Create Crochet Ribbing: Two Techniques to Explore
In crochet, ribbing can be used when stretch is needed, and it is essential when part of a garment, such as the cuff of a mitten, needs to expand and contract. Other times, ribbing serves no functional purpose and is used for decoration. In this article, we’ll discuss two techniques used to create crochet ribbing: complementary post-stitch combinations and nontraditional hook insertions.
In complementary post-stitch combinations, a bit of functional magic happens when you alternate front post double crochet (FPdc) and back post double crochet (BPdc) stitches across and then build on them row after row. Vertical columns form, and the fabric stretches and contracts horizontally. The surface area of the fabric remains the same, but when FPdc and BPdc alternate and build, they tend to scrunch up a bit next to each other like an accordion, and it’s this scrunching that creates the functional characteristics of ribbing.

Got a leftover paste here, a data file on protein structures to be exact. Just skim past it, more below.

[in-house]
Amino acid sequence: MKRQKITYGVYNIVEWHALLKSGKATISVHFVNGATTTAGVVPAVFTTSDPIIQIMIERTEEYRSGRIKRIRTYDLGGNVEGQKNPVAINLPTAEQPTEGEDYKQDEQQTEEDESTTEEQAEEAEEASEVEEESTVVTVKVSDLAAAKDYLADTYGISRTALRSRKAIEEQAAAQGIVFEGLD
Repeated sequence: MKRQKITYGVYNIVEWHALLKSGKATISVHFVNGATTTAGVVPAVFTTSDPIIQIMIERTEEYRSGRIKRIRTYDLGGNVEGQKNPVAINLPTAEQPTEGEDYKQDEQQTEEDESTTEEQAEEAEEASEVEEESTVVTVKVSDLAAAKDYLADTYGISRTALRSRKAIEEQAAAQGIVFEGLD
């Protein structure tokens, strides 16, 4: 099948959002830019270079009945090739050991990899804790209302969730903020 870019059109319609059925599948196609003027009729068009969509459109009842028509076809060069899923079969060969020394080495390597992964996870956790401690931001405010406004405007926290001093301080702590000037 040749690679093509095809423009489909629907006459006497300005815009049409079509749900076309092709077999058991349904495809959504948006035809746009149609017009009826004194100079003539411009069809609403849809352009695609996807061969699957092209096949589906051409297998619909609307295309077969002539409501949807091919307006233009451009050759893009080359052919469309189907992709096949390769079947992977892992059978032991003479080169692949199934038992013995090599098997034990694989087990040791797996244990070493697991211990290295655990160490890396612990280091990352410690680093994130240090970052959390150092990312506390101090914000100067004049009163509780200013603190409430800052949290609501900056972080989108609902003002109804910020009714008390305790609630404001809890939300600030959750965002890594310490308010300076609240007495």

Front or Back Loop Only
Changing where the hook is inserted into the stitch creates ribbing and stretch in crochet fabric. Traditionally, the hook is inserted into the top two loops of a stitch; working into the front loop only (flo) or the back loop only (blo) will have a great effect on the density and drape of the fabric. The fabric will be less rigid and therefore more fluid.
Can we combine techniques to really explore the effects of ribbing and density of fabrics? Can ribbing go both vertically and horizontally? The answer to both questions is yes, and the effects will produce a fabric that not only stretches in both directions, but also reinforces as it moves and supports as it contracts. Try it in the Every Way Ribbed Mitts by Lisa Naskrent in Interweave Crochet Winter 2018.
LISA NASKRENT is, at heart, a creator. She loves to combine techniques, especially cables and lace. Find more of her designs at www.crochetgarden.com.
Editor’s Note Learn more about crochet ribbing and check out the course Crochet Ribbing 7 Ways with Shannon Mullett-Bowlsby.